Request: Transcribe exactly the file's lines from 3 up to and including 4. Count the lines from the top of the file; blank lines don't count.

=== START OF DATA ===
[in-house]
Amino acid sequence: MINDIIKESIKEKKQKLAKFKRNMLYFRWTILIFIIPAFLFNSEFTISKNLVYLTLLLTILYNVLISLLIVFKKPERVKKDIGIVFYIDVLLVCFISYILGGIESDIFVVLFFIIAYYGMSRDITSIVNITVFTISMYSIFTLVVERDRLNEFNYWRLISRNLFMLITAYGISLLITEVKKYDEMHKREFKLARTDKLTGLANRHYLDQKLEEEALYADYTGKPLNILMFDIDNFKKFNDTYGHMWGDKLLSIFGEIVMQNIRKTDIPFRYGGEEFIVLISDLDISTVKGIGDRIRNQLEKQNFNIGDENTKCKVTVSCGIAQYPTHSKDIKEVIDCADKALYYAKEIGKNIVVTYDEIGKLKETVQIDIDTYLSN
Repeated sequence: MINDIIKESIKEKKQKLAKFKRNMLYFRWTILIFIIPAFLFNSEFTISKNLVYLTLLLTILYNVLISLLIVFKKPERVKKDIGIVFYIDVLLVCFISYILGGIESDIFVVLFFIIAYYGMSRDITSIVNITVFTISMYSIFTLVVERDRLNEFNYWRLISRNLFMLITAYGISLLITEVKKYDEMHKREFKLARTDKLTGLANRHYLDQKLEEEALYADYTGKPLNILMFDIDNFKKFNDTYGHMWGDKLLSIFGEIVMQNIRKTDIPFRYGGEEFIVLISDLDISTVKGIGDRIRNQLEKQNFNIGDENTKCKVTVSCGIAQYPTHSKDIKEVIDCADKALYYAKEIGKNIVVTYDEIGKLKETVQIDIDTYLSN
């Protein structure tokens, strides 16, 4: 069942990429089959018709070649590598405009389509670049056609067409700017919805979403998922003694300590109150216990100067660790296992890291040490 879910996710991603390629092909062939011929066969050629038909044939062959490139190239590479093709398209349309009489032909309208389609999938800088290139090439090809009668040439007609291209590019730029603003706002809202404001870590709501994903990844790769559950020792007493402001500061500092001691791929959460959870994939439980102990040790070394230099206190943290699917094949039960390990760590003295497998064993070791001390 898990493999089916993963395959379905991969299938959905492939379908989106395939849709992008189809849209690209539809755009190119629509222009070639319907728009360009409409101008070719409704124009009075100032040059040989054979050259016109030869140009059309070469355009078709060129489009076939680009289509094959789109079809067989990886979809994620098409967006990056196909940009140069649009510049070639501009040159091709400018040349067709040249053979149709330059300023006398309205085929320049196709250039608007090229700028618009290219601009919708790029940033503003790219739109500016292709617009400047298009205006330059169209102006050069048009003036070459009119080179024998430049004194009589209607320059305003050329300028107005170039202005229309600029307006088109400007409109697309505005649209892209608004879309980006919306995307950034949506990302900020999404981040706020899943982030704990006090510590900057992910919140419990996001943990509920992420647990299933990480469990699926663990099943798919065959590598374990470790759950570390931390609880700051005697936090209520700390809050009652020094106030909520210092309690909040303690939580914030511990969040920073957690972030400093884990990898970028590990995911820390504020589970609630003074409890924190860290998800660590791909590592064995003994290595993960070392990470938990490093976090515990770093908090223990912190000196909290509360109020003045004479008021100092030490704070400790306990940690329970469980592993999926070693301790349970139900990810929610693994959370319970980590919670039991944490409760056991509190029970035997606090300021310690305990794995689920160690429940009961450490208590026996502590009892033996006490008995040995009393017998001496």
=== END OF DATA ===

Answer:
Repeated sequence: MINDIIKESIKEKKQKLAKFKRNMLYFRWTILIFIIPAFLFNSEFTISKNLVYLTLLLTILYNVLISLLIVFKKPERVKKDIGIVFYIDVLLVCFISYILGGIESDIFVVLFFIIAYYGMSRDITSIVNITVFTISMYSIFTLVVERDRLNEFNYWRLISRNLFMLITAYGISLLITEVKKYDEMHKREFKLARTDKLTGLANRHYLDQKLEEEALYADYTGKPLNILMFDIDNFKKFNDTYGHMWGDKLLSIFGEIVMQNIRKTDIPFRYGGEEFIVLISDLDISTVKGIGDRIRNQLEKQNFNIGDENTKCKVTVSCGIAQYPTHSKDIKEVIDCADKALYYAKEIGKNIVVTYDEIGKLKETVQIDIDTYLSN
């Protein structure tokens, strides 16, 4: 069942990429089959018709070649590598405009389509670049056609067409700017919805979403998922003694300590109150216990100067660790296992890291040490 879910996710991603390629092909062939011929066969050629038909044939062959490139190239590479093709398209349309009489032909309208389609999938800088290139090439090809009668040439007609291209590019730029603003706002809202404001870590709501994903990844790769559950020792007493402001500061500092001691791929959460959870994939439980102990040790070394230099206190943290699917094949039960390990760590003295497998064993070791001390 898990493999089916993963395959379905991969299938959905492939379908989106395939849709992008189809849209690209539809755009190119629509222009070639319907728009360009409409101008070719409704124009009075100032040059040989054979050259016109030869140009059309070469355009078709060129489009076939680009289509094959789109079809067989990886979809994620098409967006990056196909940009140069649009510049070639501009040159091709400018040349067709040249053979149709330059300023006398309205085929320049196709250039608007090229700028618009290219601009919708790029940033503003790219739109500016292709617009400047298009205006330059169209102006050069048009003036070459009119080179024998430049004194009589209607320059305003050329300028107005170039202005229309600029307006088109400007409109697309505005649209892209608004879309980006919306995307950034949506990302900020999404981040706020899943982030704990006090510590900057992910919140419990996001943990509920992420647990299933990480469990699926663990099943798919065959590598374990470790759950570390931390609880700051005697936090209520700390809050009652020094106030909520210092309690909040303690939580914030511990969040920073957690972030400093884990990898970028590990995911820390504020589970609630003074409890924190860290998800660590791909590592064995003994290595993960070392990470938990490093976090515990770093908090223990912190000196909290509360109020003045004479008021100092030490704070400790306990940690329970469980592993999926070693301790349970139900990810929610693994959370319970980590919670039991944490409760056991509190029970035997606090300021310690305990794995689920160690429940009961450490208590026996502590009892033996006490008995040995009393017998001496």